There is an urgency here. At times, I feel like I’m standing and watching couples, all of us, driving off a dark cliff while my colleagues and I are trying to hold up a sign post to a highway that leads straight home. We don’t have to give up on lasting relationships. Emotionally Focused Therapy demonstrates in 16 outcome studies that we can shape loving bonds. Attachment theory research shows us this straight road home again and again.
JT: What are some of these terrible things we are led or convinced ourselves to believe about relationships in these other paradigms?
SJ: Do we want to base our precious love relationships on a mystery? This is not just benign misinformation. It sculpts our moves in relationships. If love is a mystery, then it simply comes and goes; we come to believe that there is little we can do. We simply fall in and fall out of love.
Second, there is the idea that “needing” a partner is some sign of mental instability and immaturity. The idea is that you must become independent and have firm boundaries to stay separate and define yourself that way. And this becomes a rule for relating. We still have psychologists who stand up and deny the thousands of studies on attachment. They argue that the most functional way to be is to be essentially separate. I would argue that we are wired to connect and the best way for us to live and live well is to be securely connected to a few precious others.
Third, concerning sexuality, there is the belief that the strongest drives are sex and aggression. Attachment science states that the need to connect is our strongest drive and puts sex into this relational context. Sex is a key bonding experience for mammals. Mammals that groom and protect each other and stay together to raise their young are flooded with bonding hormones when they mate. Is that an accident? Emotional intimacy and vulnerability fuels the best sex – synchrony sex, I call it. This kind of sex then fosters closer bonding. Sex and bonding are naturally entwined, but attachment is primary and defines much of how we are sexually.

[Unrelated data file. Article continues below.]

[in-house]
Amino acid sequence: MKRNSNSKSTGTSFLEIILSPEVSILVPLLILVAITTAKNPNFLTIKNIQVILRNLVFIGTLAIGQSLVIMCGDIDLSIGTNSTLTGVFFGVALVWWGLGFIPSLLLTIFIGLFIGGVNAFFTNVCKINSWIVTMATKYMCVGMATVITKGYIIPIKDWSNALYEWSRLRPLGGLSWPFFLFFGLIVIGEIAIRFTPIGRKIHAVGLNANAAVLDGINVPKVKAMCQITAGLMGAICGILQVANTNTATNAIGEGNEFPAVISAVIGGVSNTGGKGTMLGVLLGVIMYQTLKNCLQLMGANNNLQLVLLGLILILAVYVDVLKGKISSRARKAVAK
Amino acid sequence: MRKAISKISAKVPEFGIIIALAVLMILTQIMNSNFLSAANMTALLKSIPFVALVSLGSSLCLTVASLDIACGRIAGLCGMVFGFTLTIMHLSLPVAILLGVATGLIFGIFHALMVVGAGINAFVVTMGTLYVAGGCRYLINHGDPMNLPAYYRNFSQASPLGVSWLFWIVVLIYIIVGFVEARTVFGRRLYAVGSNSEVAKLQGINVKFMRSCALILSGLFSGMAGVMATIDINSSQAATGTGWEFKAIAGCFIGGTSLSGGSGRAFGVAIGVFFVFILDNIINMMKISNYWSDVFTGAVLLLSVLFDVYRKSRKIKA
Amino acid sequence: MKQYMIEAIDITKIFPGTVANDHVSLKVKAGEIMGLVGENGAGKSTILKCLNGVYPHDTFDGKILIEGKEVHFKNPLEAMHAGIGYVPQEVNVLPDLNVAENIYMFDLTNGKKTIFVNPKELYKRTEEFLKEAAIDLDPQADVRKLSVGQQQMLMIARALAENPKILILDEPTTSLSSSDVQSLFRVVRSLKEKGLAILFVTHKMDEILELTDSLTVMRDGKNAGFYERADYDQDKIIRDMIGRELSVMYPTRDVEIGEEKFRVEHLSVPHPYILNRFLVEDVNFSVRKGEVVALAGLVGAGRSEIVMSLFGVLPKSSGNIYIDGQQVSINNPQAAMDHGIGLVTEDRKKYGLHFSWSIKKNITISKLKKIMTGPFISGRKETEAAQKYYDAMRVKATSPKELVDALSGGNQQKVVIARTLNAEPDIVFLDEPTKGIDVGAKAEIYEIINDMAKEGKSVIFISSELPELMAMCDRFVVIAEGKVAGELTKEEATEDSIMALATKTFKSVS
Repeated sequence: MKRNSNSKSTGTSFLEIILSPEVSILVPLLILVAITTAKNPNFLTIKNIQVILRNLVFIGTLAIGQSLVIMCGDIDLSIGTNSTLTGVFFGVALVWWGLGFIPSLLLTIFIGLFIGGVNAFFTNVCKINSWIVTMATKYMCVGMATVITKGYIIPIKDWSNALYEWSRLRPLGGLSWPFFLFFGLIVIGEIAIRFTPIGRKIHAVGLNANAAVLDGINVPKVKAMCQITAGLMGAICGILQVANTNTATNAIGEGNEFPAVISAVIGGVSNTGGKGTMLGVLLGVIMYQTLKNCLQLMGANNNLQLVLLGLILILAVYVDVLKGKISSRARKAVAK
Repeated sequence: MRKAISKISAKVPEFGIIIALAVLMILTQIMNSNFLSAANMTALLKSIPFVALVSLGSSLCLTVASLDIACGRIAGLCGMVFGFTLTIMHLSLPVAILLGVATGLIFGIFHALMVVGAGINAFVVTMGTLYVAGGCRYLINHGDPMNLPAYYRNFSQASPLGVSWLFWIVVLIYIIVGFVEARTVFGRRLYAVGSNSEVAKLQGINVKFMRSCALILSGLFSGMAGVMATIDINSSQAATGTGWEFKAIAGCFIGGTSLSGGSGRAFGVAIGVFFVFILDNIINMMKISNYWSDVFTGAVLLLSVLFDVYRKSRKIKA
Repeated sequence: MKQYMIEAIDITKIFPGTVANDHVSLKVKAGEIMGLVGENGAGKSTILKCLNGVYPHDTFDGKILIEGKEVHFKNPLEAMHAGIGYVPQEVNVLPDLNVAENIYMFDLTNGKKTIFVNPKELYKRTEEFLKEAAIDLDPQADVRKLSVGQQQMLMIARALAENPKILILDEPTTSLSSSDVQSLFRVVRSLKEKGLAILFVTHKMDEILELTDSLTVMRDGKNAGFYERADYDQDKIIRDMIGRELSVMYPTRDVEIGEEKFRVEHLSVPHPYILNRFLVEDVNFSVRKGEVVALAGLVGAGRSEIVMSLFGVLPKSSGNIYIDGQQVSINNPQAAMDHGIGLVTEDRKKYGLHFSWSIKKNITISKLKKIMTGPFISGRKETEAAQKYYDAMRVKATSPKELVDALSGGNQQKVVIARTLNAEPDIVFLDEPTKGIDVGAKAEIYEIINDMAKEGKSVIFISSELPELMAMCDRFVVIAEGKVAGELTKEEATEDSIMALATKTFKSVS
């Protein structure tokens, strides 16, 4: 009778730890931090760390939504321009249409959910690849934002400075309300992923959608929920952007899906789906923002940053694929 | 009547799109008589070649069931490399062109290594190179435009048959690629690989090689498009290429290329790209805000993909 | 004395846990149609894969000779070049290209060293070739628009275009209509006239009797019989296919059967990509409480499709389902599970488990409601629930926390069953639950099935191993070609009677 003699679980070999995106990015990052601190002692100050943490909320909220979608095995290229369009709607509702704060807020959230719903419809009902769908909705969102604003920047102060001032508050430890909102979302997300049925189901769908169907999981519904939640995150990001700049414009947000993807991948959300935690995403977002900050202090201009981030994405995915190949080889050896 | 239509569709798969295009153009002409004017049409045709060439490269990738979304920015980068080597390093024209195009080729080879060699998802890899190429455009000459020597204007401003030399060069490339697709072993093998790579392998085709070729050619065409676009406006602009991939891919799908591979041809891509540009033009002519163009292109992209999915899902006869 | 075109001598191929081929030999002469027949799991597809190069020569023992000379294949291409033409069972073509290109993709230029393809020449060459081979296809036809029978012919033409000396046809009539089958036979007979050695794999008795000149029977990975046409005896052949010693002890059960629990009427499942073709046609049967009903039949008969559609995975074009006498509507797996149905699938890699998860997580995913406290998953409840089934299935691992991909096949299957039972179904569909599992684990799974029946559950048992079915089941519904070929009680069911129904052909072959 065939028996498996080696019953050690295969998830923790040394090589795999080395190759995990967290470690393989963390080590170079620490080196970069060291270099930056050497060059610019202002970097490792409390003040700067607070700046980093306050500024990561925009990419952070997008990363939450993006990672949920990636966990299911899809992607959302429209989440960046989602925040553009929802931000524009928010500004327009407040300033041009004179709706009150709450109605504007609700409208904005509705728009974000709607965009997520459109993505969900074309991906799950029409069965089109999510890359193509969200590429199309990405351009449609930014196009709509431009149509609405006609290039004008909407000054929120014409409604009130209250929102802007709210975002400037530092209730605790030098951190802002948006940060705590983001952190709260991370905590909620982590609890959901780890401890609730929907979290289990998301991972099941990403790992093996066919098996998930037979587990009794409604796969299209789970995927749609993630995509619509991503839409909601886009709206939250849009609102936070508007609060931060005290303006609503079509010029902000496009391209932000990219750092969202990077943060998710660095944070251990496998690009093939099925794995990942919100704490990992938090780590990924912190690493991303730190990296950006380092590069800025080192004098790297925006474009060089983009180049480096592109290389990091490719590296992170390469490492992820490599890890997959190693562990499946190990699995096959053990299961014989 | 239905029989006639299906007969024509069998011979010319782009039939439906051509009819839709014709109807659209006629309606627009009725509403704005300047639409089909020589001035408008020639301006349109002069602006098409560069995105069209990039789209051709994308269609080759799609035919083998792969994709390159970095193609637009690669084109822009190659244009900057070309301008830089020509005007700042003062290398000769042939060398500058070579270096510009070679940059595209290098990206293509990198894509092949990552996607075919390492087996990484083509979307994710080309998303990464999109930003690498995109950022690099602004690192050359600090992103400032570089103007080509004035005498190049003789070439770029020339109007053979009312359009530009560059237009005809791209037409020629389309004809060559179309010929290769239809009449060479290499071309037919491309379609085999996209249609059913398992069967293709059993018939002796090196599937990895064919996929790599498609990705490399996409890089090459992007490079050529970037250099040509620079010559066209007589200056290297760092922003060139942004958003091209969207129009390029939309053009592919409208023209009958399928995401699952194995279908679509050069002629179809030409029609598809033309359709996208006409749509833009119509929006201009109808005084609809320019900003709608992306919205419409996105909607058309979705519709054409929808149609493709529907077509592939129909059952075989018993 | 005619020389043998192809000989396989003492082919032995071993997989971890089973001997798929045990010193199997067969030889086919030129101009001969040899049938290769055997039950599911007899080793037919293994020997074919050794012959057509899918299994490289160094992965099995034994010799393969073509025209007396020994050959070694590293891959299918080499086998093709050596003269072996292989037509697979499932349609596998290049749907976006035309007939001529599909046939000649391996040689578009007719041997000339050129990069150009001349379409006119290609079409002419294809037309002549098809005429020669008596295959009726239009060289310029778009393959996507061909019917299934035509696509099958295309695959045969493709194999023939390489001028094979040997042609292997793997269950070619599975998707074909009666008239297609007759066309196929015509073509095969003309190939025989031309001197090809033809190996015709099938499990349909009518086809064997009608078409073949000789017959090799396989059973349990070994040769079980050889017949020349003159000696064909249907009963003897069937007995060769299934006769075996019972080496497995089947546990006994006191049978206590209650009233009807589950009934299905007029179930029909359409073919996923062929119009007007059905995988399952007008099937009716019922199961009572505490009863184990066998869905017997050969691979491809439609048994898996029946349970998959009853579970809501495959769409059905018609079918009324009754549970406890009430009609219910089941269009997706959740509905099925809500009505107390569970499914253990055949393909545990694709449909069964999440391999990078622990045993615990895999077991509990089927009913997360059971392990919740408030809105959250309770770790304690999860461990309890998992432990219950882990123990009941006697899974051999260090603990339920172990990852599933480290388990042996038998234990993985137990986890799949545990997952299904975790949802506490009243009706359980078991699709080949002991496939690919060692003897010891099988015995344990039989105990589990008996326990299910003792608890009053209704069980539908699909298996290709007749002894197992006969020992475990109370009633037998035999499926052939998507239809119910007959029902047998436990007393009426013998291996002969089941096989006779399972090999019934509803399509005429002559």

Fourth, there is the classic argument that monogamy is impossible and unnatural and having a long term love relationship is impossible without denying your sexual and identity needs. A reporter told me recently, “Ethan Hawk says we are not meant to be monogamous anyway.” I asked him why he wanted to base his guiding ideas about his relationships on the comments of an actor! But, if you don’t have a scientific map, how do you know what to believe? Ideas shape our experience and how we respond to our partner. These ideas shape our cultural conversation about adult love. They shape our love stories.
Such myths lead people and therapists in the wrong direction. We teach “skills” like set sequences of active listening, or we dive into teaching problem solving and negotiation skills. These things can help, but they usually operate at the wrong level to really help couples move out of emotional distress and attachment panic.
A huge advantage that comes with practicing EFT is that when a couple says to me, “Can we fix this and can you help us? Can we heal from this affair?”, I have a confident and positive reply to give. Based on my experience and the research on our interventions, I can say, “Yes, we see people heal and craft new loving responses and we can help you do this. I expect you to get better.” That is the first step out of despair for many couples. And as they delve into EFT couple therapy, I hear partners say, “This fits,” and “This gets us to the heart of the matter.”